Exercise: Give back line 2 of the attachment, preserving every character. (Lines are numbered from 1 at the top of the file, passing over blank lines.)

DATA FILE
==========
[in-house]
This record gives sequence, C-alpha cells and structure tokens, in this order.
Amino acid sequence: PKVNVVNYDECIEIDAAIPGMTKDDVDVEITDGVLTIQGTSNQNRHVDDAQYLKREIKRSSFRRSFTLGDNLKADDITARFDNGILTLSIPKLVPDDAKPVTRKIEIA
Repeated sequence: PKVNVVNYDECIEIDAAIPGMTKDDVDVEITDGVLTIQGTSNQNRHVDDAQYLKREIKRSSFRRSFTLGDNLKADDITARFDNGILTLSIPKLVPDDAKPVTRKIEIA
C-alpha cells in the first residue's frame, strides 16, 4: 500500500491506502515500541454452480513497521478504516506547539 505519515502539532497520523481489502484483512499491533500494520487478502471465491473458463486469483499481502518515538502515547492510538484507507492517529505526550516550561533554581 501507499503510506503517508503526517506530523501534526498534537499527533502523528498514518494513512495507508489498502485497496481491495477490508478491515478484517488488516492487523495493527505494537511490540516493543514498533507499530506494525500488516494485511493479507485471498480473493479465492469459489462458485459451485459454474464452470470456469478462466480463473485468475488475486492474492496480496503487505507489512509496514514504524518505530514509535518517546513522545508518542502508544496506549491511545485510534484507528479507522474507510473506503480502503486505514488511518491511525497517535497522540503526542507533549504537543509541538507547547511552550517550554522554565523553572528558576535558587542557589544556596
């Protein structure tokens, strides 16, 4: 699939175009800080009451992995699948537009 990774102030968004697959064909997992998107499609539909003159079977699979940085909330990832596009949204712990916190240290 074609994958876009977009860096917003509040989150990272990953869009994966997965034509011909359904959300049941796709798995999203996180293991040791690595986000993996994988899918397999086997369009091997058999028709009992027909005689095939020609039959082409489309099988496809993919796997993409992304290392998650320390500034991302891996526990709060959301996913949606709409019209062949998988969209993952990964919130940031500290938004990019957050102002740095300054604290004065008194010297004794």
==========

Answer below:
This record gives sequence, C-alpha cells and structure tokens, in this order.